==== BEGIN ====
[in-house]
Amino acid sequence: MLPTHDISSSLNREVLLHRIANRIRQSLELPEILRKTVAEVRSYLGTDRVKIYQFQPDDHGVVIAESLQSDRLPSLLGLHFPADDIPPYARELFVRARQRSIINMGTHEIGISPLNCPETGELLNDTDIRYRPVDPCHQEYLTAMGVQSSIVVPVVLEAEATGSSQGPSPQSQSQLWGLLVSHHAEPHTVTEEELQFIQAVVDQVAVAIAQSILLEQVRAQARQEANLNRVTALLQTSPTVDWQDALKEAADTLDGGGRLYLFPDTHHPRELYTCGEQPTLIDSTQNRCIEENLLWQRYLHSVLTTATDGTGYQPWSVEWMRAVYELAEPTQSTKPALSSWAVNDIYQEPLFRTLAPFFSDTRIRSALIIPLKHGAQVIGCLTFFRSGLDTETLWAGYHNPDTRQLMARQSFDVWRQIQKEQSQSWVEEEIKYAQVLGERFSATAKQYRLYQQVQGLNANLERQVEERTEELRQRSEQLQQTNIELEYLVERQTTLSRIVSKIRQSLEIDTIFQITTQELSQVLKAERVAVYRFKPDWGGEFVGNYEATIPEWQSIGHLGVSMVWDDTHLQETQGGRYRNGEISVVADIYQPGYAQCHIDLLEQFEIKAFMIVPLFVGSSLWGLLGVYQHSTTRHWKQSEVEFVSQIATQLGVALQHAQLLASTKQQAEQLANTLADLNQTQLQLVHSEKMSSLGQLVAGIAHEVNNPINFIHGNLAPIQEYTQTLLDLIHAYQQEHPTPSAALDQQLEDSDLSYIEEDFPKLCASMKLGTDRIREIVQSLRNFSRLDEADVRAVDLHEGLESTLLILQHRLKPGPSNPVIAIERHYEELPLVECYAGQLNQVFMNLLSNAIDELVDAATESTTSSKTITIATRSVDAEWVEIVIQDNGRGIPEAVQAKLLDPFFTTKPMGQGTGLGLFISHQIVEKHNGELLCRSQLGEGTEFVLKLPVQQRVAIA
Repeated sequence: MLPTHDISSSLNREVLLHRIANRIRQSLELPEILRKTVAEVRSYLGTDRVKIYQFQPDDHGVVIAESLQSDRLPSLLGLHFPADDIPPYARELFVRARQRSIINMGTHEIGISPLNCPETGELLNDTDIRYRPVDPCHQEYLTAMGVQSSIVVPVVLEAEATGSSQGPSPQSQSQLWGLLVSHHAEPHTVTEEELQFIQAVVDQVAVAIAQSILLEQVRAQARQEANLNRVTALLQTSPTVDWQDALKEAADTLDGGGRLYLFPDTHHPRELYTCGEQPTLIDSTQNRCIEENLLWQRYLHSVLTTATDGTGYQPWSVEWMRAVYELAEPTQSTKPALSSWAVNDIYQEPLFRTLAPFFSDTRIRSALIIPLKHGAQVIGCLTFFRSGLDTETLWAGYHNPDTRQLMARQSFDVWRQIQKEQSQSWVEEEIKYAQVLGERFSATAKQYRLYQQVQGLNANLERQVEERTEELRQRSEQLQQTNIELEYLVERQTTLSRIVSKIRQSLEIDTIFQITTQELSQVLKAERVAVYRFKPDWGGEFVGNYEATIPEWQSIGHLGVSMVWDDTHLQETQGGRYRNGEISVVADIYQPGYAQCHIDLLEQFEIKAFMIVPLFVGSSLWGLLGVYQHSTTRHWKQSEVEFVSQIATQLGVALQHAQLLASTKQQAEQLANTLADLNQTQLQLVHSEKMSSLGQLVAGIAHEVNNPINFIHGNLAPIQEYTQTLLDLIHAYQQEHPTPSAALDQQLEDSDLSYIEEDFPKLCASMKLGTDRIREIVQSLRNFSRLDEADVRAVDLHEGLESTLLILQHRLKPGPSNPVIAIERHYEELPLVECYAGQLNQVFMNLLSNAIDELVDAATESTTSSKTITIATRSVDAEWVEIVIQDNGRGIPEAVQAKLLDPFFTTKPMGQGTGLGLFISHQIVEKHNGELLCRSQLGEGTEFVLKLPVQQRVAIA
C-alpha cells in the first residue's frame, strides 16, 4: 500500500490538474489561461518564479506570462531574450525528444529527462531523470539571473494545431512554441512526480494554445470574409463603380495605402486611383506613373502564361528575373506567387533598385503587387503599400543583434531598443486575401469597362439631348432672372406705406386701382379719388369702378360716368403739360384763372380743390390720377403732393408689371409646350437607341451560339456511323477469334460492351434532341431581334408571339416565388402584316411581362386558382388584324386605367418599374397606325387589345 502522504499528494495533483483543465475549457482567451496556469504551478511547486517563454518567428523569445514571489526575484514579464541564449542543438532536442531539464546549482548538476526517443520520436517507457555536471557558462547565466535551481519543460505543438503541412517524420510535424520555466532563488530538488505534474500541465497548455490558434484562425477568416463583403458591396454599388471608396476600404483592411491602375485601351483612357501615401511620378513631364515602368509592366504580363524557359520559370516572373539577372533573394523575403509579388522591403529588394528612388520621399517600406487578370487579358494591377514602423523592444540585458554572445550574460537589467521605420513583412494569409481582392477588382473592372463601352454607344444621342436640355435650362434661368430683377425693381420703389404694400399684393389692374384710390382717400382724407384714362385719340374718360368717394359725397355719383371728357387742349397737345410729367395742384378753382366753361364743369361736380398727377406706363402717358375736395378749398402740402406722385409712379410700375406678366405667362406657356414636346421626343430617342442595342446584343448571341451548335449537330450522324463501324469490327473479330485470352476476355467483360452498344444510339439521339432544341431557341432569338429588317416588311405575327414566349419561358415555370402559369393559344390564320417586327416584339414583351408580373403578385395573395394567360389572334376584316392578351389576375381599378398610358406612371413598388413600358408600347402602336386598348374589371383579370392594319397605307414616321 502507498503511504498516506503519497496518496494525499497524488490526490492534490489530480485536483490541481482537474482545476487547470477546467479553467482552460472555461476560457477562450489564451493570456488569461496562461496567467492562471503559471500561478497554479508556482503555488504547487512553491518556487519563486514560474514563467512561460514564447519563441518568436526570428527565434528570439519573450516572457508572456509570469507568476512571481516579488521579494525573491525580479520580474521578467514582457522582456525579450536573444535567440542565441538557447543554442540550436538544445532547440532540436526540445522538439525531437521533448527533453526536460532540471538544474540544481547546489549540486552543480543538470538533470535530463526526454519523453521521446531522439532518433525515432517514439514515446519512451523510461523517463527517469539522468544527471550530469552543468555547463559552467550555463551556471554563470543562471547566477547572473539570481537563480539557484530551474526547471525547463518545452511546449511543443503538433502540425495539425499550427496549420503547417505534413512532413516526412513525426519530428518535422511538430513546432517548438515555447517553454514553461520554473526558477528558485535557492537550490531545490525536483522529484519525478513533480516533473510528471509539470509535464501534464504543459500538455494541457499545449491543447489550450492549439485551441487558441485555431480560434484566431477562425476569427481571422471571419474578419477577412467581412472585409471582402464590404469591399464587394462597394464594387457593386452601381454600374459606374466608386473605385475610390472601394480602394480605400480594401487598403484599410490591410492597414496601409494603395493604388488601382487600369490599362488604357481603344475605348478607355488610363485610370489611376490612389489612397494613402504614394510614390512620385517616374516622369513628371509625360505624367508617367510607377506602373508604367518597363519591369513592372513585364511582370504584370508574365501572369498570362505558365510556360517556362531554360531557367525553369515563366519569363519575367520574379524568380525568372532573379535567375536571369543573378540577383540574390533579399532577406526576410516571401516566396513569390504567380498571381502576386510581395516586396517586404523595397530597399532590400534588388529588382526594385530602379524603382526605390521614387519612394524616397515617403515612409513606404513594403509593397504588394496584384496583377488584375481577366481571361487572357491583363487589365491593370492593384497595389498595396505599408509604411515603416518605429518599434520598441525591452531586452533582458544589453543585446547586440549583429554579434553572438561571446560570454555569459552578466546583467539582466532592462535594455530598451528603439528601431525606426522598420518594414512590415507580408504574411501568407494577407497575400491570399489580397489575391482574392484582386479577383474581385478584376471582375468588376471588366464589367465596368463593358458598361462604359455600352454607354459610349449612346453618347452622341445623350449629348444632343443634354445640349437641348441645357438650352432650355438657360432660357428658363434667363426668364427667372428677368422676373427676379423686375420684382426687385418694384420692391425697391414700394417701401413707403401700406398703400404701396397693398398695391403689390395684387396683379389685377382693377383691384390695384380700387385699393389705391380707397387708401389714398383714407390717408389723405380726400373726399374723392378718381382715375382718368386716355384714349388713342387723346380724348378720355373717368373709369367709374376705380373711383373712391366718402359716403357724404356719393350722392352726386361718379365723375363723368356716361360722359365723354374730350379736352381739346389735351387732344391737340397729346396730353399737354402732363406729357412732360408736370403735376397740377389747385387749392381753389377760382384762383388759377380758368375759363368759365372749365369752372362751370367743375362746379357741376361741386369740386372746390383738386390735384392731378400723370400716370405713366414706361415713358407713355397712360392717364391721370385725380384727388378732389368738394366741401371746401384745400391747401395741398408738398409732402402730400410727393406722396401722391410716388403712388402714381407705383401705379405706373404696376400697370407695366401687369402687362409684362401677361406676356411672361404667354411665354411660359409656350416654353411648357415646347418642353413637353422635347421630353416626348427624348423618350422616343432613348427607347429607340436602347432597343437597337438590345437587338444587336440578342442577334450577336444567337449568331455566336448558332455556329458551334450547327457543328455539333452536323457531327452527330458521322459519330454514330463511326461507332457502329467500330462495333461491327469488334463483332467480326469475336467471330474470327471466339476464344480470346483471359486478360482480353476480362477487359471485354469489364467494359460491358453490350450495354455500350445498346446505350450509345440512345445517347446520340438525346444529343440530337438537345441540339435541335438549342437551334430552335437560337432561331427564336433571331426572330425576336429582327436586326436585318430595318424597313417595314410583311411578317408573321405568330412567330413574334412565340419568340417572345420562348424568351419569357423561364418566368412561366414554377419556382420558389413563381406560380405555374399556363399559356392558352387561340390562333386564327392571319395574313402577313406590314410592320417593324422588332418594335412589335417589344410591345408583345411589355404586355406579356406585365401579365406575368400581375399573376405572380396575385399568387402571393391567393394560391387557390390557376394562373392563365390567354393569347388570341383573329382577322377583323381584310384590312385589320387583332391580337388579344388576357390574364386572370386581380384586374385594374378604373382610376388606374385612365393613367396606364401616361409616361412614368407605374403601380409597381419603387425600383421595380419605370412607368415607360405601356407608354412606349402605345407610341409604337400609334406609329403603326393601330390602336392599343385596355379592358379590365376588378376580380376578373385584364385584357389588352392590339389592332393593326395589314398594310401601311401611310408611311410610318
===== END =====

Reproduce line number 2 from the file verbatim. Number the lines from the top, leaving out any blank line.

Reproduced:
Amino acid sequence: MLPTHDISSSLNREVLLHRIANRIRQSLELPEILRKTVAEVRSYLGTDRVKIYQFQPDDHGVVIAESLQSDRLPSLLGLHFPADDIPPYARELFVRARQRSIINMGTHEIGISPLNCPETGELLNDTDIRYRPVDPCHQEYLTAMGVQSSIVVPVVLEAEATGSSQGPSPQSQSQLWGLLVSHHAEPHTVTEEELQFIQAVVDQVAVAIAQSILLEQVRAQARQEANLNRVTALLQTSPTVDWQDALKEAADTLDGGGRLYLFPDTHHPRELYTCGEQPTLIDSTQNRCIEENLLWQRYLHSVLTTATDGTGYQPWSVEWMRAVYELAEPTQSTKPALSSWAVNDIYQEPLFRTLAPFFSDTRIRSALIIPLKHGAQVIGCLTFFRSGLDTETLWAGYHNPDTRQLMARQSFDVWRQIQKEQSQSWVEEEIKYAQVLGERFSATAKQYRLYQQVQGLNANLERQVEERTEELRQRSEQLQQTNIELEYLVERQTTLSRIVSKIRQSLEIDTIFQITTQELSQVLKAERVAVYRFKPDWGGEFVGNYEATIPEWQSIGHLGVSMVWDDTHLQETQGGRYRNGEISVVADIYQPGYAQCHIDLLEQFEIKAFMIVPLFVGSSLWGLLGVYQHSTTRHWKQSEVEFVSQIATQLGVALQHAQLLASTKQQAEQLANTLADLNQTQLQLVHSEKMSSLGQLVAGIAHEVNNPINFIHGNLAPIQEYTQTLLDLIHAYQQEHPTPSAALDQQLEDSDLSYIEEDFPKLCASMKLGTDRIREIVQSLRNFSRLDEADVRAVDLHEGLESTLLILQHRLKPGPSNPVIAIERHYEELPLVECYAGQLNQVFMNLLSNAIDELVDAATESTTSSKTITIATRSVDAEWVEIVIQDNGRGIPEAVQAKLLDPFFTTKPMGQGTGLGLFISHQIVEKHNGELLCRSQLGEGTEFVLKLPVQQRVAIA